Setting up SVN

The plugin directory uses Subversion (SVN) for handling plugins. You need to setup SVN client to publish your plugin to the directory. For a list of  SVN clients for different platforms, visit http://subversion.apache.org/. Use SVN client to connect to your plugin repository.

Publishing to the plugin directory

First you need to SVN commit the trunk folder to your SVN repository. Second , you need to tag your plugin release. After these steps your plugin will appear in Plugin Directory within 15 minutes.

Releasing a new Version

To release a new version , make sure you copy the uploaded plugin files to the /trunk directory you setup earlier. Right click the trunk directory and select the SVN commit. The next step is to tag your new version with new branch. After 15 minutes your plugin will appear at the top of recently updated plugins list at WordPress.org

Plugin assets

A plugin can have assets directory which can have plugin header images and plugin icons.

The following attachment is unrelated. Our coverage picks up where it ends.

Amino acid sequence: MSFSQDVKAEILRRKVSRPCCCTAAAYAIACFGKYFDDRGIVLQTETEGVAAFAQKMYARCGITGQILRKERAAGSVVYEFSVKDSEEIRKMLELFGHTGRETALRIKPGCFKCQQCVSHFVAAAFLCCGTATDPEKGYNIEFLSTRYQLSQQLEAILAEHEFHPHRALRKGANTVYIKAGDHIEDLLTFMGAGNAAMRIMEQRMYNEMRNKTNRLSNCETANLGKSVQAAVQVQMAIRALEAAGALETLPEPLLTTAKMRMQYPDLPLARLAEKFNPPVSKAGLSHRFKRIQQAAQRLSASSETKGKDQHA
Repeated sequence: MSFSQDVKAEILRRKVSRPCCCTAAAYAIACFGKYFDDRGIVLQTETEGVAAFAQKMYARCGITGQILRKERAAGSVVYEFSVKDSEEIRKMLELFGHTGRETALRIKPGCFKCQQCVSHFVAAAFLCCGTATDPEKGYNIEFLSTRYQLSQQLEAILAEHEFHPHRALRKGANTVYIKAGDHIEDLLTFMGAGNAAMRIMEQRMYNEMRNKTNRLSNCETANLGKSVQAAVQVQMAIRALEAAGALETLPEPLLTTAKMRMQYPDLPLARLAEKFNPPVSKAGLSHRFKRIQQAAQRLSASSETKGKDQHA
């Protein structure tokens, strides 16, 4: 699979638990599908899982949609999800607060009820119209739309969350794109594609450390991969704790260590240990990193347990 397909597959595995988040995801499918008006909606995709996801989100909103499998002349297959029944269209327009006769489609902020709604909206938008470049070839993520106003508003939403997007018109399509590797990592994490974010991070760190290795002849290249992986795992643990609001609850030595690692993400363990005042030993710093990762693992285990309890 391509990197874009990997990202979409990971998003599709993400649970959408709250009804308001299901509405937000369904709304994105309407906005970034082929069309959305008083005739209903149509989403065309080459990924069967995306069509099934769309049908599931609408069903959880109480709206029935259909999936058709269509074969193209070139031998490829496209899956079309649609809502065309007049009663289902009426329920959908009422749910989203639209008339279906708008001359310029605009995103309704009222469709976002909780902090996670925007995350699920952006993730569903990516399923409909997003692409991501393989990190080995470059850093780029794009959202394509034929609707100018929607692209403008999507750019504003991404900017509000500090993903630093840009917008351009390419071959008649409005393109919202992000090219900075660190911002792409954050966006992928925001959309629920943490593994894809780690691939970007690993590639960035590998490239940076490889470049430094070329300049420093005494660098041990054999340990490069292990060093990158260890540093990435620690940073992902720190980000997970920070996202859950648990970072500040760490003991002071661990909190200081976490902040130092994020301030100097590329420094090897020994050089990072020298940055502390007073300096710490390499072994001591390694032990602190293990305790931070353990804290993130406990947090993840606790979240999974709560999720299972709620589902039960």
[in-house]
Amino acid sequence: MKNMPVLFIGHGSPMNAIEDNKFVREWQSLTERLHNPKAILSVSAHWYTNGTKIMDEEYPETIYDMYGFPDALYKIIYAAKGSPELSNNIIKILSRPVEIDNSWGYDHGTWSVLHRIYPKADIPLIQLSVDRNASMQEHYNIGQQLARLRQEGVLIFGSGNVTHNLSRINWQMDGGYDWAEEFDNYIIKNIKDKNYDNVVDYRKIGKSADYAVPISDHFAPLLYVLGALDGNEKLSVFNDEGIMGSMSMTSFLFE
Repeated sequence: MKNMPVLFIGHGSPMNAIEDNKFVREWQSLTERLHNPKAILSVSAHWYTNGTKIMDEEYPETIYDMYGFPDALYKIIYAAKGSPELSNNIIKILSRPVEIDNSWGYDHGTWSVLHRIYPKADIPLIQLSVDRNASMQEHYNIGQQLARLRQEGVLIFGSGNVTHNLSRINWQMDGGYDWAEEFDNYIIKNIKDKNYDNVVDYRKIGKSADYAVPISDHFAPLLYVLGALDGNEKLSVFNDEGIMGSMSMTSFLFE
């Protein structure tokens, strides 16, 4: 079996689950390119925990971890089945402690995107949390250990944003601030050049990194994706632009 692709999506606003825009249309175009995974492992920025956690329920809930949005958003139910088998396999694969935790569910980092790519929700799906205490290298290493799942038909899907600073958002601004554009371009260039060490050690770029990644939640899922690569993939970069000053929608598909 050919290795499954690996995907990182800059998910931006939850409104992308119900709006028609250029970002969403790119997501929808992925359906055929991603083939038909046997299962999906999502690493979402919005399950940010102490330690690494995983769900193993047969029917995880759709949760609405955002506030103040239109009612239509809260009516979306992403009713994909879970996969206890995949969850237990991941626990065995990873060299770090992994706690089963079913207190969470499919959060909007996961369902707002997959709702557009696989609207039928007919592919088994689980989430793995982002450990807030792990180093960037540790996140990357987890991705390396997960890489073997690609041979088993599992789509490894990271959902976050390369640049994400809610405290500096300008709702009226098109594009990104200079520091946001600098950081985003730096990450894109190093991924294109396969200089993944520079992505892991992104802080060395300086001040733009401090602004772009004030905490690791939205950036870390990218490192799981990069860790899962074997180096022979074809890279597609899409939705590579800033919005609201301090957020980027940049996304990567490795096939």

Plugins are very important feature of WordPress that extends functionality using powerful hooks, shortcodes, data validation, setting options etc.

4 Responses

  1. You explained the plugin structure and development process very well. From your article it seems like the guidelines laid down by the WordPress dev team are strict. Thus the plugin should be excellent inorder to be accepted in the WordPress directory.

  2. I am fine with the free setup right now LOL! At one point this wouldn’t have stopped me for a second. I designed websites, but due to cognitive problems this is easier just to use the free wordpress. You do a good job of describing things.

    1. Thank you :). WordPress free setup also provides very useful features for writers. If WordPress can be used for beyond writing, which is possible by extending features by plugin development. Who can’t write a plugin can also customize and extend functionality of a WordPress installed website by installing numerous plugins.